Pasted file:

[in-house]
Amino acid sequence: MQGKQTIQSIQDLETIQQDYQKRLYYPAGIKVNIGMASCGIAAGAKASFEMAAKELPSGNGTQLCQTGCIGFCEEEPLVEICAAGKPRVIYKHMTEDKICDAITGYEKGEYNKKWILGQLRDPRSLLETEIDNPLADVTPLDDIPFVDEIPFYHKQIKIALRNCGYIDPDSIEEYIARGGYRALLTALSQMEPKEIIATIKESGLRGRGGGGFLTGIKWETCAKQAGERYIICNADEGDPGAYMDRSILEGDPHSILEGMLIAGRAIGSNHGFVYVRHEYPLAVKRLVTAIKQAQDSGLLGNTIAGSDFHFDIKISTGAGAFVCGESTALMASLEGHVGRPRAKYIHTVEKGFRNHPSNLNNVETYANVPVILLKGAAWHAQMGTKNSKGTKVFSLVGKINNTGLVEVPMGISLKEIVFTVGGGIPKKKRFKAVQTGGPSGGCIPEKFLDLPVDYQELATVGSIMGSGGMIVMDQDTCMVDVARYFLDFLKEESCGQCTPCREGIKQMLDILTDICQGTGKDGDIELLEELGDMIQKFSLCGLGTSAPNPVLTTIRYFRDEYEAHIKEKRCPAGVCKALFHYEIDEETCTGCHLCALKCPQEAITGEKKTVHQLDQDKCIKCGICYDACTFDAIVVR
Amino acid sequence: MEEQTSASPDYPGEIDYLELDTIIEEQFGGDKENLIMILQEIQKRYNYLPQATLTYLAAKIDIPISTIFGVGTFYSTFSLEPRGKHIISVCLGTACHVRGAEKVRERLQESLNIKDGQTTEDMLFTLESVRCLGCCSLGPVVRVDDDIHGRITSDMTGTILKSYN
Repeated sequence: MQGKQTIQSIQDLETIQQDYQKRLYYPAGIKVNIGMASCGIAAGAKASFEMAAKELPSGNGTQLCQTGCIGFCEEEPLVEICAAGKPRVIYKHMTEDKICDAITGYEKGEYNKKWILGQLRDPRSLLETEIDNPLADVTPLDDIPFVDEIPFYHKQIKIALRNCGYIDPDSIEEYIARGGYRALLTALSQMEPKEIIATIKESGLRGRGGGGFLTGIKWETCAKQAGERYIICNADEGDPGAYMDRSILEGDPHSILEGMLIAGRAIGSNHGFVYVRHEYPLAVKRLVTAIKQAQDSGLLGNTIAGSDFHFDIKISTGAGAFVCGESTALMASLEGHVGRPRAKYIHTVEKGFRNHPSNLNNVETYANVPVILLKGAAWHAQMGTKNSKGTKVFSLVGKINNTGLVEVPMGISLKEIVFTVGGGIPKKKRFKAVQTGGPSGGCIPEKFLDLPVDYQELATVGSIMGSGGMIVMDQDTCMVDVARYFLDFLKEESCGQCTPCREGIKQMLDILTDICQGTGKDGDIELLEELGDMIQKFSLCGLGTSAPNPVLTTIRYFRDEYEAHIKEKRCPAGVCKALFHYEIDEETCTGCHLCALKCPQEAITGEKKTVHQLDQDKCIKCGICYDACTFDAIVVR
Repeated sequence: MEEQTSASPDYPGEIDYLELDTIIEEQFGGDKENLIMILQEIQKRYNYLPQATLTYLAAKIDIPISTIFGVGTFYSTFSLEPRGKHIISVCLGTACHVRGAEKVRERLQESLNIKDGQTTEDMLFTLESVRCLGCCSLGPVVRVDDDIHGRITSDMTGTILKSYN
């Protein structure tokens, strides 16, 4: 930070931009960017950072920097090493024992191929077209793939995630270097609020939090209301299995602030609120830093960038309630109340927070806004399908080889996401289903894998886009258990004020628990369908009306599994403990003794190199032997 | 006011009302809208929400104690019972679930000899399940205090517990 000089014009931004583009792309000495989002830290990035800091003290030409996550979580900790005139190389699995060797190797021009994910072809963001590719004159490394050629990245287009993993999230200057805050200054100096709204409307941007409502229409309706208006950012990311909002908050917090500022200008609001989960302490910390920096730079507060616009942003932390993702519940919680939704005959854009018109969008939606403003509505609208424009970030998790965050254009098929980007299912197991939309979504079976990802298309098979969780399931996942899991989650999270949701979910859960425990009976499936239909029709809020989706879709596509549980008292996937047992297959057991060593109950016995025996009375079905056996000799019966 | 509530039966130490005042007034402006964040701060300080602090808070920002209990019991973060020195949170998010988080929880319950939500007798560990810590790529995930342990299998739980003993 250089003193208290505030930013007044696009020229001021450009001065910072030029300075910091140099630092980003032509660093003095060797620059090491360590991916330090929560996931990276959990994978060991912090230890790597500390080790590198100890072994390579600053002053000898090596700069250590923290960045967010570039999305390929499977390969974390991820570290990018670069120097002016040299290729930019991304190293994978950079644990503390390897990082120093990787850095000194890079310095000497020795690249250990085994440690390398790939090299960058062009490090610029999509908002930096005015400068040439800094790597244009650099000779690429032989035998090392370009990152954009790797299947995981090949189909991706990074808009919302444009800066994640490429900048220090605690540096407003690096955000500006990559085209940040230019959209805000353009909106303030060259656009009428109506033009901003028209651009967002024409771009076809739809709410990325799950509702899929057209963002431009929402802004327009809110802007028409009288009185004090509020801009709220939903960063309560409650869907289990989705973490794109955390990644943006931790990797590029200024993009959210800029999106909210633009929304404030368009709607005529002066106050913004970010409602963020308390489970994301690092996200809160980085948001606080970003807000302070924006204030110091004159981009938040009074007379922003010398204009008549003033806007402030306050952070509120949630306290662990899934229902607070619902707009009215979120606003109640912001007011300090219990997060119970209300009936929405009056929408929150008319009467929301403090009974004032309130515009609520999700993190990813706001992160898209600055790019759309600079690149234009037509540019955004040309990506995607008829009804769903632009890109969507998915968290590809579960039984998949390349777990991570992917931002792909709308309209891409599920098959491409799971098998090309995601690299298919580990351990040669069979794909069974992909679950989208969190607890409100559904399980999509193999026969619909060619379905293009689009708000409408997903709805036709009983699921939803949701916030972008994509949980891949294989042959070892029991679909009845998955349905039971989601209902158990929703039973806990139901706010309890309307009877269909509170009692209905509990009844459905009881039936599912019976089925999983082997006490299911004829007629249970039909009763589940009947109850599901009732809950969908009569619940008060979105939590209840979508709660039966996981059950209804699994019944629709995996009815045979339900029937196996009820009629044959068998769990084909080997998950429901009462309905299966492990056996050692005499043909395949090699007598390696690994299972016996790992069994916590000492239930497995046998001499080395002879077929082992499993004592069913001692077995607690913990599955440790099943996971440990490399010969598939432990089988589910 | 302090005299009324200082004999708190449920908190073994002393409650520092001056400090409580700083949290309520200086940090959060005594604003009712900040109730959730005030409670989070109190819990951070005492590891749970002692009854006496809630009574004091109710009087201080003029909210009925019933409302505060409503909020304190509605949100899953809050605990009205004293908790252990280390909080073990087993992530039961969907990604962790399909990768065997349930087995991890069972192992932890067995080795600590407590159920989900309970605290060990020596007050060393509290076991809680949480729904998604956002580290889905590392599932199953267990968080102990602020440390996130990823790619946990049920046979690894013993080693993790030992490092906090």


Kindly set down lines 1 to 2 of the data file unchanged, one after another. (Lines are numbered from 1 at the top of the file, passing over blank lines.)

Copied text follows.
[in-house]
Amino acid sequence: MQGKQTIQSIQDLETIQQDYQKRLYYPAGIKVNIGMASCGIAAGAKASFEMAAKELPSGNGTQLCQTGCIGFCEEEPLVEICAAGKPRVIYKHMTEDKICDAITGYEKGEYNKKWILGQLRDPRSLLETEIDNPLADVTPLDDIPFVDEIPFYHKQIKIALRNCGYIDPDSIEEYIARGGYRALLTALSQMEPKEIIATIKESGLRGRGGGGFLTGIKWETCAKQAGERYIICNADEGDPGAYMDRSILEGDPHSILEGMLIAGRAIGSNHGFVYVRHEYPLAVKRLVTAIKQAQDSGLLGNTIAGSDFHFDIKISTGAGAFVCGESTALMASLEGHVGRPRAKYIHTVEKGFRNHPSNLNNVETYANVPVILLKGAAWHAQMGTKNSKGTKVFSLVGKINNTGLVEVPMGISLKEIVFTVGGGIPKKKRFKAVQTGGPSGGCIPEKFLDLPVDYQELATVGSIMGSGGMIVMDQDTCMVDVARYFLDFLKEESCGQCTPCREGIKQMLDILTDICQGTGKDGDIELLEELGDMIQKFSLCGLGTSAPNPVLTTIRYFRDEYEAHIKEKRCPAGVCKALFHYEIDEETCTGCHLCALKCPQEAITGEKKTVHQLDQDKCIKCGICYDACTFDAIVVR